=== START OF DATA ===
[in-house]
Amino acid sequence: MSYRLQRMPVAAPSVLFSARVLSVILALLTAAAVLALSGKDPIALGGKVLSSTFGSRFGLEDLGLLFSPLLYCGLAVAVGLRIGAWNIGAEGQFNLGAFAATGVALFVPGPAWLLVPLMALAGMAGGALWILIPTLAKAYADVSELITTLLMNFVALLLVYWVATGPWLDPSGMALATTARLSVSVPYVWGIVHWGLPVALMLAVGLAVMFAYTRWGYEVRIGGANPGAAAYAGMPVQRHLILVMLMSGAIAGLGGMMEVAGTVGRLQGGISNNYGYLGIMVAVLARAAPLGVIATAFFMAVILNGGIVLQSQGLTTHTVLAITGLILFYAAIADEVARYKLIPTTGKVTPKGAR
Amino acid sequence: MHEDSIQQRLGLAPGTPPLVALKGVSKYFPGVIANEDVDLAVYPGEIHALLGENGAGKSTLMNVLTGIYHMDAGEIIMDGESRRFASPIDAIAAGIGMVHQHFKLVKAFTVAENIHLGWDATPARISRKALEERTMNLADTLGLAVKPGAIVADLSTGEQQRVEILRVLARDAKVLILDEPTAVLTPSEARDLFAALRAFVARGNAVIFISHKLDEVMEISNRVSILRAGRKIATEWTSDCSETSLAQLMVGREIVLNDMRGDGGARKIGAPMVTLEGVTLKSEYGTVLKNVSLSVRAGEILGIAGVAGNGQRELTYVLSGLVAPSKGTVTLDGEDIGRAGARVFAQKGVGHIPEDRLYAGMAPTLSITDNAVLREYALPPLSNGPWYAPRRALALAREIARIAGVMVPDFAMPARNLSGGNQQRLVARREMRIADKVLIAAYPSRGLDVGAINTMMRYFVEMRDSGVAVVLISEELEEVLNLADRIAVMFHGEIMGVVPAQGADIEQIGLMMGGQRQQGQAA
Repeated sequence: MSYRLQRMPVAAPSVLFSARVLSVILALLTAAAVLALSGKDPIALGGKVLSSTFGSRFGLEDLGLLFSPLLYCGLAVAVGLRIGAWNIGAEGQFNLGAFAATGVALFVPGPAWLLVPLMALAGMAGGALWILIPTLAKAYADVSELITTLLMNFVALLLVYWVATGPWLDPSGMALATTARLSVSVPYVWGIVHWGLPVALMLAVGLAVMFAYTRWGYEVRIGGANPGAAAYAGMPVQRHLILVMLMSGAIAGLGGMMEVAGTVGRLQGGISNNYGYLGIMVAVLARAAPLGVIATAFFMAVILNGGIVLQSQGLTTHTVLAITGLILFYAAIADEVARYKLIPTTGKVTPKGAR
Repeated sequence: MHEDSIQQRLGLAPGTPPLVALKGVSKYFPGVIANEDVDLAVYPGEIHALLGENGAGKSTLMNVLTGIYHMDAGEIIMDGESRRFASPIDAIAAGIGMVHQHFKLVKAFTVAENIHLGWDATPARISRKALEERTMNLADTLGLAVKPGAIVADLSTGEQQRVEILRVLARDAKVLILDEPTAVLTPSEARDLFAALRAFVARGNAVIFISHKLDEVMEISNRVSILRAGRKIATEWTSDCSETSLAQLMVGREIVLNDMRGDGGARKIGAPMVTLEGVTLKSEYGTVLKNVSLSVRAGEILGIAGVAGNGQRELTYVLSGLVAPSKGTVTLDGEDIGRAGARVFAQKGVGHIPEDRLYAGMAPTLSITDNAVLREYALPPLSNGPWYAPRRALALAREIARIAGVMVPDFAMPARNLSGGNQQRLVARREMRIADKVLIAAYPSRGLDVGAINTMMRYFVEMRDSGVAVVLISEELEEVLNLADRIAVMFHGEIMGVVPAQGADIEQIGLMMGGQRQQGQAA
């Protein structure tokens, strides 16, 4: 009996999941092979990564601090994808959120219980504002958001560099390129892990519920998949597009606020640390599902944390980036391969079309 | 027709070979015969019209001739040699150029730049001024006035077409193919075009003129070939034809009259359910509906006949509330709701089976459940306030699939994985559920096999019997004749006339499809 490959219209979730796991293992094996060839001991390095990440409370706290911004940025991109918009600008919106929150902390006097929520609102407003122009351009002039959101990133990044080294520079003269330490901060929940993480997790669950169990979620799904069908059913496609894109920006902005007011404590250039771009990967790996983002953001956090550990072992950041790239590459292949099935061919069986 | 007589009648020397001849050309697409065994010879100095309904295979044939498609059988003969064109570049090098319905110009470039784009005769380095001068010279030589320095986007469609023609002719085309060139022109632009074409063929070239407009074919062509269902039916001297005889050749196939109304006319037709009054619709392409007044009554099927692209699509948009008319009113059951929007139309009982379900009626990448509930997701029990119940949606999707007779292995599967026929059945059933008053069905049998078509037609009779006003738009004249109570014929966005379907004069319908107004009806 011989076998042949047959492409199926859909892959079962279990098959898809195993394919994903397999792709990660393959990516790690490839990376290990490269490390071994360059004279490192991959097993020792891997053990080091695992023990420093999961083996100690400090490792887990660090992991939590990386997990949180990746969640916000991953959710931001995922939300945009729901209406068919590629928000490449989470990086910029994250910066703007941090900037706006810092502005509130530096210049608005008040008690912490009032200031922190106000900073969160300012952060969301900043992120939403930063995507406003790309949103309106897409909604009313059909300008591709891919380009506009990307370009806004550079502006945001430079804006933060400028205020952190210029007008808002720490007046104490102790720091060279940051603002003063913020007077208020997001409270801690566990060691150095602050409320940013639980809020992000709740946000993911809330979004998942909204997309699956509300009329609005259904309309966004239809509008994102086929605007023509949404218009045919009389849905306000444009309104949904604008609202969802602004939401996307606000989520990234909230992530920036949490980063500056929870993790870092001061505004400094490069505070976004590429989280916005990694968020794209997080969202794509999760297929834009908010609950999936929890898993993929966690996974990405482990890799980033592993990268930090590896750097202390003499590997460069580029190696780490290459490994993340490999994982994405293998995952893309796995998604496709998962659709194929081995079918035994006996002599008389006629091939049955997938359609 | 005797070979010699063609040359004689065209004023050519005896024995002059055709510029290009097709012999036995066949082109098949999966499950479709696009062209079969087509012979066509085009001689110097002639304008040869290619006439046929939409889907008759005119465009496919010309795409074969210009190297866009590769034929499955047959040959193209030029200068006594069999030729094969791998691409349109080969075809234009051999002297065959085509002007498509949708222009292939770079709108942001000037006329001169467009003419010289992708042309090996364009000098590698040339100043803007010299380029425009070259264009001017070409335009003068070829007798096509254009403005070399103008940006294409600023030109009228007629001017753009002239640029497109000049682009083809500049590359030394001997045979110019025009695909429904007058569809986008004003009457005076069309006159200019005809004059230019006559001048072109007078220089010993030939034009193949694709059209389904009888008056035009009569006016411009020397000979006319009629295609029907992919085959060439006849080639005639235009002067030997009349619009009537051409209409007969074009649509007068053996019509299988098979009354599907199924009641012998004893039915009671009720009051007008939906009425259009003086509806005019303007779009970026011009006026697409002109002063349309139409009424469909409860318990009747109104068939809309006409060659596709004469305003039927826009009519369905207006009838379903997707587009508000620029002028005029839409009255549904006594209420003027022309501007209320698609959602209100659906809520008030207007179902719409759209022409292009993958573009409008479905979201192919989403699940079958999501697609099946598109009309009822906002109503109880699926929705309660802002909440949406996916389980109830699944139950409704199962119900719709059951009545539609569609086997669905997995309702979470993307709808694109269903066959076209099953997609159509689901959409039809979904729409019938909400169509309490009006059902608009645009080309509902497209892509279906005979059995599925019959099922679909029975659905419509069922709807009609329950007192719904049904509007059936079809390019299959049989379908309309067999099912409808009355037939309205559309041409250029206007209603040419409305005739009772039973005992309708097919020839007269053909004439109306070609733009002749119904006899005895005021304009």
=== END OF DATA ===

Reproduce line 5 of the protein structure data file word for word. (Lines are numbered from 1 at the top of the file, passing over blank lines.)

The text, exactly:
Repeated sequence: MHEDSIQQRLGLAPGTPPLVALKGVSKYFPGVIANEDVDLAVYPGEIHALLGENGAGKSTLMNVLTGIYHMDAGEIIMDGESRRFASPIDAIAAGIGMVHQHFKLVKAFTVAENIHLGWDATPARISRKALEERTMNLADTLGLAVKPGAIVADLSTGEQQRVEILRVLARDAKVLILDEPTAVLTPSEARDLFAALRAFVARGNAVIFISHKLDEVMEISNRVSILRAGRKIATEWTSDCSETSLAQLMVGREIVLNDMRGDGGARKIGAPMVTLEGVTLKSEYGTVLKNVSLSVRAGEILGIAGVAGNGQRELTYVLSGLVAPSKGTVTLDGEDIGRAGARVFAQKGVGHIPEDRLYAGMAPTLSITDNAVLREYALPPLSNGPWYAPRRALALAREIARIAGVMVPDFAMPARNLSGGNQQRLVARREMRIADKVLIAAYPSRGLDVGAINTMMRYFVEMRDSGVAVVLISEELEEVLNLADRIAVMFHGEIMGVVPAQGADIEQIGLMMGGQRQQGQAA